If you terminate an employee, or if an employee quits, do you know the laws regarding their final pay? These laws, which vary by state, cover:
- When workers must be paid. This can depend on whether the separation from employment is voluntary or involuntary, final or temporary, and sometimes even the type or work or industry involved.
- Whether commissions and bonuses must be paid at the same time as “regular” wages.
- How to handle accrued but unused vacation or paid sick leave time.
- Penalties for noncompliance. Most states have severe penalties for violations of these laws, including potential criminal penalties and/or jail time.
If you have remote or multistate workers, you must be especially careful to comply with the law of the correct state when paying final wages.
We summarize below the laws for New Hampshire and Massachusetts employers. For other states, click here.
For NH employers
- All employees: By the next payday, or within 72 hours if the separated employee gives one pay period’s notice.
- All employees (except those suspended or laid off due to a labor dispute): Within 72 hours of the employee’s separation.
- Employees suspended or laid off due to a labor dispute: By the next payday.
Treatment of accrued time
- An employer must honor company policy or an agreement that requires the value of accrued vacation time to be paid to a separated employee.
- An employer that willfully fails to pay final wages may be liable for the wages due, or up to 10% of the unpaid wages for each day the final wages remain unpaid, whichever is less. Liquidated damages will not continue after the date a bankruptcy petition is filed, if the employer is eventually adjudicated bankrupt.
For MA employers
- All employees (except those paid commissions): By the next payday, or the following Saturday if there is no regular payday.
- Employees paid commissions: Earned commissions that have been definitely determined and are due and payable to an employee are considered part of the employee’s wages and must be paid, less allowable or authorized deductions, when they leave employment voluntarily.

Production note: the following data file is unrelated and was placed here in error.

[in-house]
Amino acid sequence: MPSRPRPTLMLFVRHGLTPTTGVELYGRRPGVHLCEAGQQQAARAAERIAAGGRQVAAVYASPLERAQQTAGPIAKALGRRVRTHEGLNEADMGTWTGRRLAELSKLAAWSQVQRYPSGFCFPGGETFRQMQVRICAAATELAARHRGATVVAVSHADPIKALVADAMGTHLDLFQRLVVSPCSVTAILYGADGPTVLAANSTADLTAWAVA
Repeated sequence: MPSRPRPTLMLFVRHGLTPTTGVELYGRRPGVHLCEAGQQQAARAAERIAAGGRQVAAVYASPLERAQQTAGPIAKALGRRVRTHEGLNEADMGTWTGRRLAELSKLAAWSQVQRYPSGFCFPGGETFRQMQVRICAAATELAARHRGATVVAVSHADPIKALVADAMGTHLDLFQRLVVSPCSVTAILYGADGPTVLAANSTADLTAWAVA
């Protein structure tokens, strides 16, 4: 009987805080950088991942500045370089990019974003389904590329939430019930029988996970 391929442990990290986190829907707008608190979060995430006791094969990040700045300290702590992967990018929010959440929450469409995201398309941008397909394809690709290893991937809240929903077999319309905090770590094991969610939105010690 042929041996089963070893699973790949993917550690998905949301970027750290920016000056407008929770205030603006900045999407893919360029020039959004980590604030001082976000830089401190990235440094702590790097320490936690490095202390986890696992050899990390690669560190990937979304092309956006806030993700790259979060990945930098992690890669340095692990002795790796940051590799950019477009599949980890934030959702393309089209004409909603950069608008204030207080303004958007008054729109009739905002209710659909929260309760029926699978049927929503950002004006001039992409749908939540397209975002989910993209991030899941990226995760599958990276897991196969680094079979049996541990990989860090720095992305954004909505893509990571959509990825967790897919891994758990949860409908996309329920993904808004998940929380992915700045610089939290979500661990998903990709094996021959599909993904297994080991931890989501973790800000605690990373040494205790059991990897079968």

- All employees (except certain commissioned and manufacturing employees): Immediately upon the employee’s separation or layoff.
- Manufacturing employees: A manufacturer that requires employees to forfeit a portion of their final pay if they do not give notice of voluntary separation forfeits a similar amount if it fires an employee without similar notice.
- Employees paid commissions: Earned commissions that have been definitely determined and are due and payable to an employee are considered part of the employee’s wages and must be paid, less allowable or authorized deductions, when they leave employment involuntarily.
Treatment of accrued time
- The value of accrued vacation time must be paid to a separated employee if the employer has agreed in writing or verbally to provide paid vacations.
- An employer has the option to pay accrued sick time with an employee’s final wage payment.
- An employer that fails to pay final wages must pay restitution to the employee or a maximum civil penalty of $25,000 per violation.The maximum penalty is reduced to $7,000 if the employer has no prior violations.
- For a first offense, criminal fines of up to $25,000 may also apply and/or the employer may be imprisoned for up to one year.
- For a second offense, the criminal fine increases to $50,000 and the maximum jail term is two years.
For all U.S. states, click here for a chart that summarizes each jurisdiction’s requirements on when to pay final wages to an employee who has separated from employment, how to treat any accrued but unused time and the penalties that apply if an employer fails to comply with these requirements. A notation of “N/A” means there is no law on the issue in the jurisdiction.
If you need assistance interpreting these laws or applying them to your unique situation, we recommend that you subscribe to one of our HR products, where you can have access to HR expertise. Your Payroll Specialist can help you determine which product best meets your needs and sign you up.